- 14 October 2021
The Wageningen Environmental Studies Alumni Association (KNM) organizes a series of webinars on current topics in environmental sciences, open for all interested alumni, students and others. The upcoming webinar is on the topic ‘Drought in the Netherlands’
Three key note speakers will give a presentation:
- René Didde (WUR alumnus and Scientific Journalist). Title: Drought in The Netherlands
- Prof. Dr Albert van Dijk (Chair Hydrology group WUR). Title: “That’s not a drought…That’s a drought!” Dutch droughts from an Australian perspective
- Almer Bolman (advisor ecohydrology and groundwater at Water Board District Vallei en Veluwe). Title: Addressing drought in the centre of the Netherlands
René Didde is author of the book “Nederland Droogteland” (Drought in The Netherlands); for more information look at www.nederlanddroogteland.nl.
After ages of practice, the Dutch are world champions in draining the land of water, but in the current climate, with floodings followed by water shortages, the question arises if we might not have taken this too far. New choices will have to be made, and alternatives will have to be researched and developed. Already, a lot of small initiatives are taking place, but this is not enough; we will have to shift to a higher gear. Larger areas to store water in sandy soils, and the storage of water in basins are just some examples. Also, much more water can be held in city ponds and parks. But, above all, we will have to work towards a new form of spatial planning, where usage (e.g. agriculture, drinking water production, or industrial water usage) no longer determines the water level. In the nearby future, the water level should determine the type of usage. The ultimate consequence of this paradigm shift is that bulb growers and tree nurseries in higher sandy areas without sufficient water supply, will have to move away or even quit.
Prof. Dr Albert van Dijk
Droughts can occur anywhere but their characteristics and impacts are very diverse. I have studied and compared droughts in Australia and globally for the last 17 years. Here, I will explore why droughts have such dramatically different impacts, and how they relate to water scarcity, heatwaves, bushfires and other ecological disturbances. I will also discuss how some of the features more frequently associated with Australian droughts are becoming increasingly common in the Netherlands due to our changing climate, and what options there are to limit their impact.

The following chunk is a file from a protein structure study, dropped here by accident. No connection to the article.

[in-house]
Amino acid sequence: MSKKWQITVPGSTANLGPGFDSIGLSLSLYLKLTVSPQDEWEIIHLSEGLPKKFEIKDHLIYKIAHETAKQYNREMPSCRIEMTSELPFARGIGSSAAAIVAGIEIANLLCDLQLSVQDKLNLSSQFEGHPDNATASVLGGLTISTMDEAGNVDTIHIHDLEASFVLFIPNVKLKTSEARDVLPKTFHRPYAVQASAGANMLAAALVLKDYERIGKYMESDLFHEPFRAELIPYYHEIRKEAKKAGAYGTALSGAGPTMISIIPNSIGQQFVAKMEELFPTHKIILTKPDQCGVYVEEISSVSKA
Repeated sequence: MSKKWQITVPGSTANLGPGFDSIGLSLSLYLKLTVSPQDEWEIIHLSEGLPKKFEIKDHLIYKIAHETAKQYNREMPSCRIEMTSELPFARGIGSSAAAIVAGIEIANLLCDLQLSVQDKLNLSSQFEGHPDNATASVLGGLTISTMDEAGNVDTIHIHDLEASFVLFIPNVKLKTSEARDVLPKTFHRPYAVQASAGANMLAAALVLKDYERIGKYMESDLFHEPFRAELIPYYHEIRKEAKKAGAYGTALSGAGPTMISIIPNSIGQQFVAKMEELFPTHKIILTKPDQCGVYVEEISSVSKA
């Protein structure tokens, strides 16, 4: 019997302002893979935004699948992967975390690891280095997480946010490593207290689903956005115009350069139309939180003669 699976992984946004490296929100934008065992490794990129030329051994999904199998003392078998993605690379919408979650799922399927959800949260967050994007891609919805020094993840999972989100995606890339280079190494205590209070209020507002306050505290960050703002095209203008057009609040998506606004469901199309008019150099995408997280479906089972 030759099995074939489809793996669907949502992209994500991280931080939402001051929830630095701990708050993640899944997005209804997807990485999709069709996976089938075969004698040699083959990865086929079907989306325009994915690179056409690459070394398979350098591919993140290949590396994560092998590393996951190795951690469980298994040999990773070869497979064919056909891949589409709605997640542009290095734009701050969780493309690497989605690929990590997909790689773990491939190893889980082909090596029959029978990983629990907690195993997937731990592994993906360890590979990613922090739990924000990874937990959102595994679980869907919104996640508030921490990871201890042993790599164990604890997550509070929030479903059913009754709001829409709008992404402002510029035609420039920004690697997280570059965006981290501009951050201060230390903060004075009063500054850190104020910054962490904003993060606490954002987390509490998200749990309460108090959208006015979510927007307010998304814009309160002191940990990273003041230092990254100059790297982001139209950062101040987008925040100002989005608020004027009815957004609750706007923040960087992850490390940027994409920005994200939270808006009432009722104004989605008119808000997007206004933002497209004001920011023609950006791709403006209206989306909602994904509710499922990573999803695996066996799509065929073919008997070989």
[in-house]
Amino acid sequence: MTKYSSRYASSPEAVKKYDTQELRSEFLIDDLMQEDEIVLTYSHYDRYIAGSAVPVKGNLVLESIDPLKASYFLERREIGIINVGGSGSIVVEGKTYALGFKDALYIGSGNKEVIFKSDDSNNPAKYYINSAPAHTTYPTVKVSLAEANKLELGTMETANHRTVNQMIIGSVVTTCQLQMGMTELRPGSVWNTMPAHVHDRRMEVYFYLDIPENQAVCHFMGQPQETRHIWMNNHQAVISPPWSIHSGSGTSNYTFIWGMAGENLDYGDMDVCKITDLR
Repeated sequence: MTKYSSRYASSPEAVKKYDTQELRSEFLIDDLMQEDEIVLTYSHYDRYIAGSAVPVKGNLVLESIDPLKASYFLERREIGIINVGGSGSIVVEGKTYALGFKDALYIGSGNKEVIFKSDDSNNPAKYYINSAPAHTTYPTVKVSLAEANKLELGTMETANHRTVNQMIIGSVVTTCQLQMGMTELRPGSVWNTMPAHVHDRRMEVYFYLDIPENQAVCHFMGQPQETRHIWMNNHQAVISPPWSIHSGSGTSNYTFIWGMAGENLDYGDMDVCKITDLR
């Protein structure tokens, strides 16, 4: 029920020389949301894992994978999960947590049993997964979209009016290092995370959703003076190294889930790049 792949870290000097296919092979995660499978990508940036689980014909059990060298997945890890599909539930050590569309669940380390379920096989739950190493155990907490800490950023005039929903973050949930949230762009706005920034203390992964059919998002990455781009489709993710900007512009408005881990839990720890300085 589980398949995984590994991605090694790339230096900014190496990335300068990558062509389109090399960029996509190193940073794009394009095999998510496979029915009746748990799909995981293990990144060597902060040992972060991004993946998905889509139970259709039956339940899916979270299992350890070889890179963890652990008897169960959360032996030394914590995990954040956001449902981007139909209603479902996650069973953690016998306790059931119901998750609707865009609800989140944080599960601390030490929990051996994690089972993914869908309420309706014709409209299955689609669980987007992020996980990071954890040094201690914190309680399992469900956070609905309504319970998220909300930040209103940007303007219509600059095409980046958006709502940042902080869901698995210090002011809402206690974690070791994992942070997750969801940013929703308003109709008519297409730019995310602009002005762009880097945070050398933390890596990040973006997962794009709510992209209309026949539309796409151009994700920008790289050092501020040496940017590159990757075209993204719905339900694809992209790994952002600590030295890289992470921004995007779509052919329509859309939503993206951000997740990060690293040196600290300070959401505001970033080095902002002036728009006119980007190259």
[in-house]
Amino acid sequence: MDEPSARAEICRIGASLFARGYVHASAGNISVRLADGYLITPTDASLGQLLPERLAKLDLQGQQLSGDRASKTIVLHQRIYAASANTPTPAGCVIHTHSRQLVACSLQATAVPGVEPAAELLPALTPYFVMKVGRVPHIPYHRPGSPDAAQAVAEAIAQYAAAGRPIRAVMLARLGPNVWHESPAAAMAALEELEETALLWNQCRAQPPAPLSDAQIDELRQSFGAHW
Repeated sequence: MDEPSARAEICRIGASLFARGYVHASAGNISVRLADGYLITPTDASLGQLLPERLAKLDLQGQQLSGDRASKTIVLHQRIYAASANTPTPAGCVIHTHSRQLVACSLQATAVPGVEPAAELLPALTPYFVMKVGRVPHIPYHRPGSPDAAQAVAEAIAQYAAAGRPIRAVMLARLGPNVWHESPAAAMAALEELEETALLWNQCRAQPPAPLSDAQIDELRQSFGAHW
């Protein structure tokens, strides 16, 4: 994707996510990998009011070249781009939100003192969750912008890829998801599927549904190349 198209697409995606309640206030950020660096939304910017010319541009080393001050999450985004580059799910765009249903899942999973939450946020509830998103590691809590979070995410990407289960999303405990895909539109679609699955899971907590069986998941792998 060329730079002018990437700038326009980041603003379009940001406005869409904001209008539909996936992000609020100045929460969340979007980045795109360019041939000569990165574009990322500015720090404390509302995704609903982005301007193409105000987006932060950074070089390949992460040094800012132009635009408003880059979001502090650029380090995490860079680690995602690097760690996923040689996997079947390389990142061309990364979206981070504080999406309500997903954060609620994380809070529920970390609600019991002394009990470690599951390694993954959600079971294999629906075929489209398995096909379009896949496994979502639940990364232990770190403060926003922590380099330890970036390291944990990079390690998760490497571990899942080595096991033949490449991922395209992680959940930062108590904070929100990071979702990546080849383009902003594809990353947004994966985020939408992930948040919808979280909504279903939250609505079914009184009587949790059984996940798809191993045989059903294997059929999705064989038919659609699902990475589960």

The droughts of recent years have made changes in water management more urgent. The Vallei en Veluwe Waterboard takes a three tiered approach to tackling the vulnerability of its water systems, which will be presented. Foremost, it is important to consider both faces of climate change. Extremely wet winters are part of the projected climate change as well. So, a robust water system should be able to tackle both dry and wet spells. Cooperation with other organisations, both governmental and NGO is essential to achieve a consistent approach.
Please fill out the form below to register. Afterwards you will receive an e-mail confirmation with the link to the webinar. The activity is free of charge.
This is one out of a series of webinars which are organized by the KNM. Regularly check the website for other webinars and activities.
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